The Securities and Exchange Board of India (Sebi) on Wednesday directed rating agencies to set up committees to hear the appeals of issuers aggrieved by the ratings assigned to them. Currently, there is no stipulated mechanism to review such issues.
“To ensure transparency and fairness, it has been decided that requests by issuers for review of the ratings will be reviewed by a rating committee that shall comprise a majority of independent members,” Sebi said.
The move follows hundreds of complaints filed by companies last year challenging the ratings assigned to their products. However, as there is no proper mechanism, issuers often move to another credit rating agency (CRA).
Sebi has issued a new framework for disclosures, which covers the process to be followed when the rating is not accepted by the issuer.
“Independent will mean people not having any pecuniary relationship with the CRA or its employees,” Sebi said.
The regulator has directed rating agencies to disclose all non-accepted ratings on their website for 12 months. Under the modified disclosure requirement, the CRAs will have to disclose the list of defaulters on a half-yearly basis. Further, it has asked CRAs to conduct internal audit with a panel of at least one chartered accountant and a certified auditor.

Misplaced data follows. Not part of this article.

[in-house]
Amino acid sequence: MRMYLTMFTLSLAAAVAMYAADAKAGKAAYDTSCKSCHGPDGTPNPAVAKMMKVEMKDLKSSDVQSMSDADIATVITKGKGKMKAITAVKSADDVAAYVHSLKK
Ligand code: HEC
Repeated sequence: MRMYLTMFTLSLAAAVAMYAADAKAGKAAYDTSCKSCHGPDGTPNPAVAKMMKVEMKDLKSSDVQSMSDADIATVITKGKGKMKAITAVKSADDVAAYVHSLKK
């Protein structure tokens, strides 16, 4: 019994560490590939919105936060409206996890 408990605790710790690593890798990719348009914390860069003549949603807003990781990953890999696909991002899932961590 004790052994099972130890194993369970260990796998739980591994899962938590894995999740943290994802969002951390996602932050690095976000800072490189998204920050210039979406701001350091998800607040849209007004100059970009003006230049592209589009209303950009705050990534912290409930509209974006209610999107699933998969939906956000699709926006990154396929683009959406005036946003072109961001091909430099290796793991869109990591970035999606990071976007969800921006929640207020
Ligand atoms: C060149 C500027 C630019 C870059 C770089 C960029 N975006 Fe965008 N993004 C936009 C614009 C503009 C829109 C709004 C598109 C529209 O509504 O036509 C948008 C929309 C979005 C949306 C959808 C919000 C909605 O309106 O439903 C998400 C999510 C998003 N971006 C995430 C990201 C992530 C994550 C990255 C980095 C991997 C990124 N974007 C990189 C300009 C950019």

“Sebi expects an independent committee will bring fresh perspective if a client is not satisfied with the rating. However, how it works out remains to be seen, especially because there are strict timelines within which reviews have to be completed,” said an official of a ratings agency.
The complaint against ratings has increased in the past year, especially when CRAs were compelled to disclose ratings in public along with the rationale behind it.
Last July, Sebi had asked rating agencies to proactively monitor the financial health, including share price movement, of companies to provide timely and accurate ratings on their debts. The decision follows several instances of CRAs not taking cognizance of delays in servicing debt obligations by the issuers they rate, despite the information being discounted by the market.